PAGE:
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Iran elections: Low turnout in parliamentary vote

March 1, 2024

Iran's parliamentary elections saw low voter turnout as candidates competed for a seat in the 290-member parliament. New members of Iran's Assembly of Experts were also to be elected.

Iran's Supreme Leader Ayatollah Ali Khamenei votes
Around 15,000 candidates are vying for the 290 seats in parliamentImage: picture alliance/dpa

Iran held its first parliamentary elections since mass protests swept the Islamic Republic in 2022, triggered by the death of Jina Mahsa Amini while in custody.

"Voting for the 12th term of the Islamic Consultative Assembly and the 6th term of the Assembly of Leadership Experts began following an order by the interior ministry," state TV reported Friday, using the official name of the Iranian parliament.

State television said that polling began at 8 a.m. and voting was extended for two hours and would now end at 8:00 p.m.

"There is a wide — and probably even irreversible — gulf between state and society, a regime that has no policy answers to the basic needs of Iranians, and where elections cannot lead to any kind of change," Ali Fathollah-Nejad, a German-Iranian political scientist at the Center for Middle East and Global Order in Berlin, told DW.

Iran's Supreme Leader Ayatollah Ali Khamenei was among the first to cast a ballot in a vote that will decide which of the around 15,000 candidates will gain seats in the 290-member parliament.

Iran holds first elections since mass protests

Low voter turnout 

Voter turnout was expected to be low, with data from the state-owned polling center ISPA predicting a turnout of 23.5% in the capital, Tehran, and 38.5% nationally based on a survey of 5,121 voting-age people.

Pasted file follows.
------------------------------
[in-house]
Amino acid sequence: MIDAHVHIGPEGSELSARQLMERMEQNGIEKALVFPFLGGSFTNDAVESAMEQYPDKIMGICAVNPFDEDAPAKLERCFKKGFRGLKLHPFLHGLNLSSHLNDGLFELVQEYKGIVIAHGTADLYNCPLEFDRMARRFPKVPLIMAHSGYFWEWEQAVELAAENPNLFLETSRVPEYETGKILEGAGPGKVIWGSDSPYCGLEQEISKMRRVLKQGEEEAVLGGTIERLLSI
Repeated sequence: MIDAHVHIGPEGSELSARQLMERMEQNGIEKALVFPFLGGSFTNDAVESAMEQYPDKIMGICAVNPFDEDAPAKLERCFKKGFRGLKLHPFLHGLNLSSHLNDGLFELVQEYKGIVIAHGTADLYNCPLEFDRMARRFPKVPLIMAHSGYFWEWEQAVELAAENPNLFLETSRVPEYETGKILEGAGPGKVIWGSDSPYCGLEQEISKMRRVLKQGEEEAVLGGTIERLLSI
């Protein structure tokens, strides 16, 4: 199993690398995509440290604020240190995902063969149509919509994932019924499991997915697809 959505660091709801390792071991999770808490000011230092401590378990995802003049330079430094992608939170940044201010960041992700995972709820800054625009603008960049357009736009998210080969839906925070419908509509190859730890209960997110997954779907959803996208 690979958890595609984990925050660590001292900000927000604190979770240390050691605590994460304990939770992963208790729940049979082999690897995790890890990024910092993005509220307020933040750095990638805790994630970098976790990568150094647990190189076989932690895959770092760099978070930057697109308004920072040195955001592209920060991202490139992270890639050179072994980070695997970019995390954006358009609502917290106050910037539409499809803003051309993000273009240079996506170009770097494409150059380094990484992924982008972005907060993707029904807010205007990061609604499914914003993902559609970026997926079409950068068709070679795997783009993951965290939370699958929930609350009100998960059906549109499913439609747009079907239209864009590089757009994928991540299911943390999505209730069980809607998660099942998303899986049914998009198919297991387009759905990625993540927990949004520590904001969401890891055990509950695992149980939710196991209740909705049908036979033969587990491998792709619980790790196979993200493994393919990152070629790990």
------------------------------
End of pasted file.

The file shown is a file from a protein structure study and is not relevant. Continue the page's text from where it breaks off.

The election is unlikely to cause any major upsets with the conservative hardliners holding a tight grip on the electoral process.

"What we are going to see is that the social base of the regime is going to go to the ballot boxes," Fathollah-Nejad said.

"We're talking about 10% to 15% of the population of either ideologically or economically are somehow attached to the Islamic Republic of Iran. Basically it's a contestation within a very small part of Iranian society," he added.

Ballots will mostly undergo a manual count and final results might not come for three days, although partial results could appear on Saturday.

 A voter fills out her ballot at a polling station in Tehran
Iran began voting Friday with questions looming over just how many people will turn out for the pollImage: Vahid Salemi/picture alliance/AP Photo

Opposition groups and activists have been expressing their discontent over the vote on social media under the hashtags #VOTENoVote and #ElectionCircus and say the election legitimizes the country's leadership.

Imprisoned Nobel Peace Prize laureate and women's rights advocate, Narges Mohammadi, has labeled the election a "sham."

Challenges facing Iran

Iran has faced some of its worst political turmoil since the 1979 Islamic Revolution, with mass anti-government protests in 2022-2023 and the vote is being seen as the first measure of public opinion since those demonstrations.

Iran has also been severely impacted by international sanctions which have contributed to an economic crisis.

It has also been drawn into the tensions that have been bubbling over in the Middle East region since the Israel-Hamas war began, with pro-Iran groups in Gaza, Lebanon, Iraq, Syria and Yemen involved in clashes with either Israel or its Western allies.

Why Iran and Israel are enemies

kb/ab (AP, AFP, Reuters)